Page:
‘The Brick’ has flashed his final goodbye after years of service
MY HUSBAND Robin recently changed his mobile phone. In an era when there are people who change their mobiles nearly as often as their socks, this might not seem remarkable. But Robin had his phone for over 11 years.
A Samsung Galaxy S7 has replaced his Samsung Solid, which, some years ago, was dubbed ‘The Brick’, though this is a pet name to be used only by family members and Robin was not impressed when the phone shop assistant had the temerity to employ it.
This assistant visibly recoiled in horror at the sight of The Brick and was gobsmacked when he realised that it was opened with a screwdriver (or coin!).
It’s a little bit sad, really, that The Brick’s time has come to an end, especially when its SIM card was removed and the screen flashed up “Goodbye”.
It’s been around for much of our life together.
The rubber casing had worn off in places, as had some of the colouring on the keypad. The scratches on the surfaces are like wrinkles, testament to a happy, productive, period in our lives.
And, boy, was it sturdy! Robin always carries his phone in his chest pocket. It fell out on many occasions, without adverse impact. Smartphones need a cover for the screen, a case for the back and insurance for accidents.
One autumn night, The Brick fell out when he was trying to finish cutting a field of corn. He couldn’t find it in the dark.
He came home for my phone and when he returned and dialled the number, The Brick sang out clearly from his damp muddy bed, “brrring, brrring”.
But he had drawbacks — like a tiny memory, which only had room for a handful of photos.
A few months ago, The Brick started to, well, brick it. Robin is not a slave of fashion and was content up to then with its performance. But he is also very aware that smartphones accommodate many useful applications for the farmer.
It’s going to take over some of the stuff he currently does on the computer.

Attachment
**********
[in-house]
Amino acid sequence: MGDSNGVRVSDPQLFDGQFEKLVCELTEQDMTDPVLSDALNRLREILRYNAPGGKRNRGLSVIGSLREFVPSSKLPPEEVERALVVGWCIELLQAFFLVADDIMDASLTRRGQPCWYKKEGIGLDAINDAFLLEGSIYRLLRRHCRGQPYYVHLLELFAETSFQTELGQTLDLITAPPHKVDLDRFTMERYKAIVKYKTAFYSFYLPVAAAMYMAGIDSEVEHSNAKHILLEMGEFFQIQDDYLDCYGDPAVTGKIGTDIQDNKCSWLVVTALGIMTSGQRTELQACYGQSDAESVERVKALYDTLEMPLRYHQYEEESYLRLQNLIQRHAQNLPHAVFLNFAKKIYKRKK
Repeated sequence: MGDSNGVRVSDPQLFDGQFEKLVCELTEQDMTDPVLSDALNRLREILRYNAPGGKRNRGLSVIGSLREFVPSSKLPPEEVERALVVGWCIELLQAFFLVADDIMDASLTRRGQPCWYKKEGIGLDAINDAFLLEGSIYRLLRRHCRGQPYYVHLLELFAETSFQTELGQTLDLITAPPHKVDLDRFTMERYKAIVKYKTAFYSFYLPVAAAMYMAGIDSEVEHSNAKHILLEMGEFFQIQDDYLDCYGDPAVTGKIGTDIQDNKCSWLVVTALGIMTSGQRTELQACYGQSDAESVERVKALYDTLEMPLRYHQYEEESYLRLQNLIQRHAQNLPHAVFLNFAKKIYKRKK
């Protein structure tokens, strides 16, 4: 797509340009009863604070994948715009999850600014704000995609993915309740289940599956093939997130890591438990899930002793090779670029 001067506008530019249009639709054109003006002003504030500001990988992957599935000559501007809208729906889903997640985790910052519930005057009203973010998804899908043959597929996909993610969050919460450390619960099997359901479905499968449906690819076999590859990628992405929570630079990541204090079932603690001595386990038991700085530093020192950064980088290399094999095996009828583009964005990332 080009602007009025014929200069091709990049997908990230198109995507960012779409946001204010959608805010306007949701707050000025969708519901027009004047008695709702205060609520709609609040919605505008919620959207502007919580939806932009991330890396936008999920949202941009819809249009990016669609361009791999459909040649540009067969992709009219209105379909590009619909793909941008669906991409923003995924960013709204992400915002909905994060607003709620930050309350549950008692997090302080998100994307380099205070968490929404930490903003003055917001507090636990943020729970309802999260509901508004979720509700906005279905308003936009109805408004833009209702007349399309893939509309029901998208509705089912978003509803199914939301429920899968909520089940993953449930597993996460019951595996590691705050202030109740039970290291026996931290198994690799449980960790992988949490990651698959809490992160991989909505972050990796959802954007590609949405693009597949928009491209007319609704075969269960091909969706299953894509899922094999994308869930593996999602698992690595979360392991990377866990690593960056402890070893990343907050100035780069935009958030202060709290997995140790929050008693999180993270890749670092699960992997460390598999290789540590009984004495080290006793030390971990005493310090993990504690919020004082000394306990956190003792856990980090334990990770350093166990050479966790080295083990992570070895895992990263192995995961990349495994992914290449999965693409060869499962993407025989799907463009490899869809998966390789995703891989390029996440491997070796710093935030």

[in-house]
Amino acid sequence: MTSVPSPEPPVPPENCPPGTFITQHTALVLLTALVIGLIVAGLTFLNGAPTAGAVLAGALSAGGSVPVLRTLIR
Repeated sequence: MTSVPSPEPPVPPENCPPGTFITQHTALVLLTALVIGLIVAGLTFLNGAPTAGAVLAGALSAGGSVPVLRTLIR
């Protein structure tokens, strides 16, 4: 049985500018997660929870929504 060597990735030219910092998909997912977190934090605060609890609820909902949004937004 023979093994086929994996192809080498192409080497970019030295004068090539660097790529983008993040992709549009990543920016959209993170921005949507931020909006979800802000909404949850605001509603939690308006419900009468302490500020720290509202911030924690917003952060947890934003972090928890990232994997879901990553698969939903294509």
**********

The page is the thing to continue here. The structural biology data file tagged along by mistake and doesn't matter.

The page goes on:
For example, Robin is going to put on the area of every field and will be able to use that in conjunction with the GPS on the tractor when spreading fertiliser.
He already has the costly part of the technology. It won’t be all plain sailing, though. One day, he went to take a photo of a heifer and tapped on the camera. What he saw on the screen was himself. So he turned the camera. Then he could only see the back of the phone.
Our 13-year-old, Sarah — the designated smartphone interpreter — pointed out that there was a screen icon that flipped the cameras.
Another time, Robin asked her: “Is it a swipe, a slap or a punch to turn off the alarm… because none of them seem to work?”
Robin’s replaced a workhorse — a steady robust gelding that was good at its primary job of making and receiving calls — for a racehorse, a fine-boned, filly.
She turns heads and makes the heart flutter and has the potential for far more thrills. Though she’s also costlier to keep and is vulnerable to everything from chills and curbs to sore shins.
So welcome, honey, to the world of the various tech anxieties, such loss of Wi-Fi and rapidly fading battery. With the support of your loving family, I’ve no doubt you will survive it.
When I told Robin what this column was about, he said: “Oh, no, don’t say you’re going to be making fun of me in the national media. Again.
“At least it won’t in be the week of the Ploughing,” he added. “Or will it?” he asked. “No,” I assured him. He turned to walk out the door.
“Though I suppose that does mean your buddies will have another week to hone their slagging,” I said, to his disappearing back. He kept walking. PS: We’ll both be on the Farm Indo stand on the Tuesday.